The Heat have almost totally reinvented their offense over those three seasons, and in the process they’ve done something very rare: taken a good offense and transformed it into something almost historically great.

That at least starts with Spoelstra, young enough yet wise enough to know what he doesn’t know. So says David Fizdale, the Heat assistant who’s an expert witness because he’s been at Spoelstra’s side all five seasons in Miami after working previously for Atlanta and Golden State.

“Every year he’s gotten better since I’ve been with him,” Fizdale said. “He challenges himself to get better. He’s never satisfied with where he is as a coach. He rarely gets credit. And the best part about him is, he doesn’t want any of the credit. You can’t say that about a lot of coaches in this league. He is one guy who really would prefer to coach and no one know who he was.”

Fizdale admitted that Spoelstra did savor the Heat’s title beyond the moments on court or in the trophy presentation. “He finally relaxed and got to sit back and smile and enjoy the fruits of his labor,” the assistant said. “Now, he’s not the type who’s going to sit there for a long. Probably a couple weeks after that, he was meeting with Billy Donovan or [John] Calipari or Chip Kelly [now of the NFL Eagles] or one of these guys. He’s always seeking knowledge and ways he can apply it to this team.”

Any time squeezed in there for, y’know, gloating? Spoelstra certainly earned the right.

“No. No way. Never ever,” Fizdale said. “He’ll never take the credit, he’ll never throw things in people’s faces because that’s not who he is. He’s competitive as hell. Wants to win everything. But not the type of person who, after he beats you, will gloat about it.”

Battier scoffs at any suggestion Spoelstra has it easier because of the Heat’s star power. “I’d beg to differ,” he said. “At this level, not only do you have to worry about the X’s & O’s, you have to balance egos. And the egos in this locker room are big. Global icons. It takes a person with a strong personality.”

Battier and Fizdale see the Pat Riley influences in Spoelstra, both in the gym and as a motivator. Then there’s a little Stan Van Gundy in there, and bits and pieces gleaned from those other coaches, maybe even from other sports.

In particular, Fizdale talked of Spoelstra’s ability, even his drive, to adapt and innovate to personnel and to various roster tweaks. “He understood these guys were a different monster,” Fizdale said. “And every year a team is a little different. He has always adjusted his tactics and his personality to that.

“You got to make talent mesh. Individually, those guys are going to the Hall of Fame. But they’re guys who were used to getting the ball 100 percent of the time. Now that’s been chopped into pieces.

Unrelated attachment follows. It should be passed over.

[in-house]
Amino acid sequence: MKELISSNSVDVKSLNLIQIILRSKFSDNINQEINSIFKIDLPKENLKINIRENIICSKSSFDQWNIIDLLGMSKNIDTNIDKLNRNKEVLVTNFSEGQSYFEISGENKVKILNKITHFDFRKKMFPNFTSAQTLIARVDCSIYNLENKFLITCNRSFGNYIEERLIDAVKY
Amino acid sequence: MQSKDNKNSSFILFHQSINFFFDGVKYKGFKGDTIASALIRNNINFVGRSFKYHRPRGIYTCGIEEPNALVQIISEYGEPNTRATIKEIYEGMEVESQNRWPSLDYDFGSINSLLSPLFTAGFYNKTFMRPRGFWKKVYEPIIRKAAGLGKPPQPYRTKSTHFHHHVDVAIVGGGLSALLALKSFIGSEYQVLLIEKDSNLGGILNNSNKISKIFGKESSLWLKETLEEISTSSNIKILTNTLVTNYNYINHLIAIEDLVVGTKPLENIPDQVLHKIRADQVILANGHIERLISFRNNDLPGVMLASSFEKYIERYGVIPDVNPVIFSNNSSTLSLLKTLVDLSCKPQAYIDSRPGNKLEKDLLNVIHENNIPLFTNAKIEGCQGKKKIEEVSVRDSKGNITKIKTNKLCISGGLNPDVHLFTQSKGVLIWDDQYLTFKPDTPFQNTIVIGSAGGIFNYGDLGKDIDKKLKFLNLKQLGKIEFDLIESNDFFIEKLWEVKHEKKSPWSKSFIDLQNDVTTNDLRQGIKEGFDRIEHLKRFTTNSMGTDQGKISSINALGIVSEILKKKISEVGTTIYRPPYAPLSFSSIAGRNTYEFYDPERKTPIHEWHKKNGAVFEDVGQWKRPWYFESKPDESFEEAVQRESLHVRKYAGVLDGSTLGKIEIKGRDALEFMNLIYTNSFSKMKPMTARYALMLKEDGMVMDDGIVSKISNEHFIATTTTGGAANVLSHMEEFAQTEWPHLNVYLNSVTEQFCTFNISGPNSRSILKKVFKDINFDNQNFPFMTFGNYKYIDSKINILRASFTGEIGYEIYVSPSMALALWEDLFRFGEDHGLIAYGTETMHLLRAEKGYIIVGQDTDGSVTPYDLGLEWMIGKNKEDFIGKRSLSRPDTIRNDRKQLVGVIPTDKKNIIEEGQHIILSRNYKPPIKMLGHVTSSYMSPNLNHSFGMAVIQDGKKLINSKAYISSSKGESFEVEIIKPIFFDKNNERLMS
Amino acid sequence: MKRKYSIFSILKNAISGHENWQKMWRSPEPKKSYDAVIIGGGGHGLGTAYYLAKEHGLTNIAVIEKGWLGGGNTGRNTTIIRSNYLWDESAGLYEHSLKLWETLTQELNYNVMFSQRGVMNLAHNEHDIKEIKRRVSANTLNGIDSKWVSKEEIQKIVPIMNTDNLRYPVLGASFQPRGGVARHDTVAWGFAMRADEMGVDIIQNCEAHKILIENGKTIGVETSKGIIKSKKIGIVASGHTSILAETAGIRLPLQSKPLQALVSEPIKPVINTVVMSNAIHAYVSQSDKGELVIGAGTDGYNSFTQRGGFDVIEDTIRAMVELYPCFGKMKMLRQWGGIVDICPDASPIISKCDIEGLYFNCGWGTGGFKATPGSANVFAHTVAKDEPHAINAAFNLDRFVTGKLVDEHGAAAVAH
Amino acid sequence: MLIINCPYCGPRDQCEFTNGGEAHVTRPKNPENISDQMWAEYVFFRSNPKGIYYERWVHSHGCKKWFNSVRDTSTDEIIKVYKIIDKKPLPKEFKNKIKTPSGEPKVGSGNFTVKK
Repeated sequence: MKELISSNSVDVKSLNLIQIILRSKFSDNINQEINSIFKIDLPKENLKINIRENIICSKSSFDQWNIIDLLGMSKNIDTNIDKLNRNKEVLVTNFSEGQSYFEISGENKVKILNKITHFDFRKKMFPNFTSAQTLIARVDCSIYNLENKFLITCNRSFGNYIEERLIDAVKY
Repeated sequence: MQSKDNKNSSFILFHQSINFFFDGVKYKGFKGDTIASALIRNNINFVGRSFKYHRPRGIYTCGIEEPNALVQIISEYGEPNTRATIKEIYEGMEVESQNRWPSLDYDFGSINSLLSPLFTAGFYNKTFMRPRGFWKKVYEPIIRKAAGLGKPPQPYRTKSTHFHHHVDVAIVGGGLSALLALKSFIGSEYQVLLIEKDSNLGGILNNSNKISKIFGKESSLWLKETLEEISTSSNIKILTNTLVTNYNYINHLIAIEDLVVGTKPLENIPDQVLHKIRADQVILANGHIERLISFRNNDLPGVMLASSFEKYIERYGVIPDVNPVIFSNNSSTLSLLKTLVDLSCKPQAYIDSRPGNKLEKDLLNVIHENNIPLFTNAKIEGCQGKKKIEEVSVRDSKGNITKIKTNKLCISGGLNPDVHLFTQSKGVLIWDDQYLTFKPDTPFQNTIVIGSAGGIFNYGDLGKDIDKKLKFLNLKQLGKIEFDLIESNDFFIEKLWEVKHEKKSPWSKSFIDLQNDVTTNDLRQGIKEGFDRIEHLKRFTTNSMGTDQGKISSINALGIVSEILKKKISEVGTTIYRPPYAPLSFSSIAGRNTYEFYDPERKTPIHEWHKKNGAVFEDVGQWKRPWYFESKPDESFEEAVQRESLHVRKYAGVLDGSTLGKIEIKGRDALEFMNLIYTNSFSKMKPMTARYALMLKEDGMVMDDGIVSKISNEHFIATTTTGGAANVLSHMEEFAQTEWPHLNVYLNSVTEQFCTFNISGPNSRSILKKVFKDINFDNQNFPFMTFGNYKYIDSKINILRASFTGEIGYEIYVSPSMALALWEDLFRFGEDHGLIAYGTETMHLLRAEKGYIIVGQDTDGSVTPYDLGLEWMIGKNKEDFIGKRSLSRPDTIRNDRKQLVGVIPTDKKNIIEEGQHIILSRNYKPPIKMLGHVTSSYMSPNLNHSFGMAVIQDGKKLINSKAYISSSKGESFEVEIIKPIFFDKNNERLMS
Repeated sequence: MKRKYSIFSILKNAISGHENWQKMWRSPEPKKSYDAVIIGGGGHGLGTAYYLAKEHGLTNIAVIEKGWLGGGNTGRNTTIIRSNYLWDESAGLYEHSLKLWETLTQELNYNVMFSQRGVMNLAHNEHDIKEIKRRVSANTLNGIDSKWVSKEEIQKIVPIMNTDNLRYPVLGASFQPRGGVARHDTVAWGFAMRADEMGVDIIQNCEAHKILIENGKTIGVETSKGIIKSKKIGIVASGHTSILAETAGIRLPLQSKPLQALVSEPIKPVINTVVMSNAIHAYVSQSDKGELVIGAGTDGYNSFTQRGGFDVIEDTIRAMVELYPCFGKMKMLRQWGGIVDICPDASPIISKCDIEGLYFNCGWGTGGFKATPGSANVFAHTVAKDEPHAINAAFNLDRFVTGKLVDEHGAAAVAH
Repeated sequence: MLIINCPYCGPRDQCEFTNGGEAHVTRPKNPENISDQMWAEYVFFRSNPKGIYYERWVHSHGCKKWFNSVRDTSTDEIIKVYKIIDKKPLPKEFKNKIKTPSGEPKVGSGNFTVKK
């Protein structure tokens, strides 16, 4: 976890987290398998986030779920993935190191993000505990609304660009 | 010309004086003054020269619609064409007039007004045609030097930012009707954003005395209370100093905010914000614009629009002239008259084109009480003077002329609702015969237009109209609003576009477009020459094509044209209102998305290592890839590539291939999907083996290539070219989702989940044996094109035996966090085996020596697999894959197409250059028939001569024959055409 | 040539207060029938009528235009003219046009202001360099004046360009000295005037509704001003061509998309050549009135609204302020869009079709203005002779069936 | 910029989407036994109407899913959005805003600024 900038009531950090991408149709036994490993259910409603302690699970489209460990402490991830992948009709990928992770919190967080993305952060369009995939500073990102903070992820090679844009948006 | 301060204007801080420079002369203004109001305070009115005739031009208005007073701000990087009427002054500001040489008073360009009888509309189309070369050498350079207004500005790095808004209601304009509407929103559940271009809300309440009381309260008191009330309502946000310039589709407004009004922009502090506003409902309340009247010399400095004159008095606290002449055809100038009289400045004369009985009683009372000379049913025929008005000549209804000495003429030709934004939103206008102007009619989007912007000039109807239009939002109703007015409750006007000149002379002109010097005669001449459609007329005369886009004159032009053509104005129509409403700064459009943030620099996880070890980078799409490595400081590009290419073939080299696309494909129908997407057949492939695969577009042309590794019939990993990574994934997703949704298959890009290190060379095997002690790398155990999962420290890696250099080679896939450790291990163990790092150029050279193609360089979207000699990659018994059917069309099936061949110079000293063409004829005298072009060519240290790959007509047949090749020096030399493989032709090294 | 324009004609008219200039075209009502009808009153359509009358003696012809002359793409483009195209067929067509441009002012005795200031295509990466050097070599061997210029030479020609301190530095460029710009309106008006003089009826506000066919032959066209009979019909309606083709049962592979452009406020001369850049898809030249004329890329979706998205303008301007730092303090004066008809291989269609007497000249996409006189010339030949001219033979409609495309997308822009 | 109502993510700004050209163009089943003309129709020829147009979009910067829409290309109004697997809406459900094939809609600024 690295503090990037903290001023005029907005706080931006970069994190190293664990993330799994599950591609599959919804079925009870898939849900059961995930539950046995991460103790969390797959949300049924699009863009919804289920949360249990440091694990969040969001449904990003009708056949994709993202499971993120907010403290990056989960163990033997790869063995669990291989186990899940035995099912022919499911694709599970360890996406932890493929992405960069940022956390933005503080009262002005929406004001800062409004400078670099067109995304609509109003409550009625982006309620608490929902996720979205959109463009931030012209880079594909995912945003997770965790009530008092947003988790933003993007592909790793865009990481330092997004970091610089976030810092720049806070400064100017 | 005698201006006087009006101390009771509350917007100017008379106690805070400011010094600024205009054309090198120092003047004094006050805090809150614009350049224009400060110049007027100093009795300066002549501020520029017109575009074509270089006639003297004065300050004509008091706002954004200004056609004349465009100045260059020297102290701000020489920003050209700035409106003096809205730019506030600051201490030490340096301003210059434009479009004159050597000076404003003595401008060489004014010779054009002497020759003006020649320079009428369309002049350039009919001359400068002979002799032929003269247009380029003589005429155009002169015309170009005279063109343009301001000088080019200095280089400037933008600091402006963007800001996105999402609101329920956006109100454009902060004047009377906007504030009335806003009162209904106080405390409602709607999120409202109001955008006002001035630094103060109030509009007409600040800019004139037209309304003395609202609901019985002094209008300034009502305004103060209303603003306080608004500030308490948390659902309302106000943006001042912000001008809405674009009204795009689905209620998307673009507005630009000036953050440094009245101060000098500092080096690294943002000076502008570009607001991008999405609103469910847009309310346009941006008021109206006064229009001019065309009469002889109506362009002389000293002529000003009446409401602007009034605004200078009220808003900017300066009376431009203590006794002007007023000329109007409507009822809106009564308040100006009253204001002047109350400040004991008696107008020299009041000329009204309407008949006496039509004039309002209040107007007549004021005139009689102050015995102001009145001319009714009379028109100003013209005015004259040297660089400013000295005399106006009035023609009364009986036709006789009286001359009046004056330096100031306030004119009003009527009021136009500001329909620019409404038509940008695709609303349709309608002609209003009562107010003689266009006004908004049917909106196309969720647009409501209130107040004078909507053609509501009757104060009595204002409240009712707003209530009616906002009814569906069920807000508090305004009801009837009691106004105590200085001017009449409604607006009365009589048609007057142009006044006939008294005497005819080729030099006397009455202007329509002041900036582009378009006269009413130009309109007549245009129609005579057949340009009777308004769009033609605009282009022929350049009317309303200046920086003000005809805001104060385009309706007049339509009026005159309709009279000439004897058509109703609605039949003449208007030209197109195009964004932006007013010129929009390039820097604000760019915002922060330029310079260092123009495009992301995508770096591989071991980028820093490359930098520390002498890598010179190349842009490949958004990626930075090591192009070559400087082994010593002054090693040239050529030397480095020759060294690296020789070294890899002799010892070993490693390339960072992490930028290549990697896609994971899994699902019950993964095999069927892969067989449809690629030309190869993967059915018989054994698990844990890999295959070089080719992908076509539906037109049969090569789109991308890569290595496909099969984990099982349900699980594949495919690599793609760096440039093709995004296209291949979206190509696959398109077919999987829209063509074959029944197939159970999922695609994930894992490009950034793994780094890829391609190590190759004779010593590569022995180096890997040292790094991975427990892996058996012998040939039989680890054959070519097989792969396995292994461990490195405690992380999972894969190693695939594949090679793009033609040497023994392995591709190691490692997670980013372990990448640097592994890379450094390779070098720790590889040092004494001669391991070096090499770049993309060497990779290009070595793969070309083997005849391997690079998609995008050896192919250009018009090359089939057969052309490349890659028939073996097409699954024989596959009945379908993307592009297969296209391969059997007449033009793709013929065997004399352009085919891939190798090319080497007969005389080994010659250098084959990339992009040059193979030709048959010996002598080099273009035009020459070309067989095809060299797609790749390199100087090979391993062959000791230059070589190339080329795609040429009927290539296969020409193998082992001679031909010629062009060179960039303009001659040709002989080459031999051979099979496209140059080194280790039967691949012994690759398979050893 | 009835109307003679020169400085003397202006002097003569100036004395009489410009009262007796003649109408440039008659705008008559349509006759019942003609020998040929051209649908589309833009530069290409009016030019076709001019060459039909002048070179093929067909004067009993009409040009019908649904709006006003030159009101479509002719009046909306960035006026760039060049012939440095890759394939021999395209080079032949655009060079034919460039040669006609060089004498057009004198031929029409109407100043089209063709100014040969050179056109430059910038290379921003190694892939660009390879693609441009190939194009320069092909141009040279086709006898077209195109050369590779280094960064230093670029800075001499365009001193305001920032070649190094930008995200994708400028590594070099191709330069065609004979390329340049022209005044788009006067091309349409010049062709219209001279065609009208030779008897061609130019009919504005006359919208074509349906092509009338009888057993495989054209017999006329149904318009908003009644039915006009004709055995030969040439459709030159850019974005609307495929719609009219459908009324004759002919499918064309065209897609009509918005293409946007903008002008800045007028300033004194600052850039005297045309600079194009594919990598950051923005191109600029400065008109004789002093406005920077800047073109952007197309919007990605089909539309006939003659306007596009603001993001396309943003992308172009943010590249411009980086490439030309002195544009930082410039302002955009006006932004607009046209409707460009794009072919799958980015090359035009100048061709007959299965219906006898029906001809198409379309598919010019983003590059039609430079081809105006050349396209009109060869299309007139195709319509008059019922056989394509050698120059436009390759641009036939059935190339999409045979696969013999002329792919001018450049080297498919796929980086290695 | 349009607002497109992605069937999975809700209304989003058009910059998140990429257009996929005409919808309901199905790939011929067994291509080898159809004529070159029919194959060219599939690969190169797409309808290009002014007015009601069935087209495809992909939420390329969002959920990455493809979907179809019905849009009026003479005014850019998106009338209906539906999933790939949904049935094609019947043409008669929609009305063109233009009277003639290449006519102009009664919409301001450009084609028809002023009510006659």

“With the way he’s built our offense, he’s also developed those Hall of Famers in some way. Where you see them doing a lot more cutting, a lot more posting, more reading and reacting. It says something that these guys are having career years from a field-goal percentage standpoint. It’s not just that they went to the gym and started shooting 1,000 shots. It’s the structure that he’s put out there and the quality of shots they’re getting. The fact that they’re probably getting more easy baskets than they’ve ever gotten in their careers.”

Divvying up the percentages of credit for that interests Miami less than seeing that it continues into June.

Wade Working To Fix His Shot

 

HANG TIME HEADQUARTERS – The difference between winning a title and being a champion is what you do in between opportunities to win another one.

No one will argue that Miami Heat superstar Dwyane Wade belongs in the realm of champions. A two-time NBA champion, Wade has spent his summer recuperating from injury, promoting his new book and as always, tinkering with the finer points of his game.

That a player with arguably the most devastating mid-range game of his generation has been hard at work this summer refining that shot should surprise no one. The fact that Wade was hunting for a shooting coach this summer, though, did raise a few eyebrows … and inspire a few phone calls from prospective coaches eager to work with one of the world’s best.

But as Wade explained to Ira Winderman of the Sun-Sentinel, he needed more than just a shooting coach:

In the wake of a season where he felt his jumper got away from him, Wade said upon further review it was not as much about how he was shooting the ball as how he was going through that motion.

Now, with training camp three weeks away, he believes he has a grasp on the situation.

“I have one of the best mid-range shots in the league,” he said. “But, obviously, when you have different injuries, it makes you change a little bit. So it’s just about getting back to that comfort of it and finding out where you are now.

“My midrange game is very important to me. The biggest thing is coming out of my pull-up without losing the ball and just making sure it comes through my hand the right way. When it comes to my shot exactly, I don’t have a bad shot. There’s other reasons why I come up short a lot. So it’s just trying to work the kinks out.”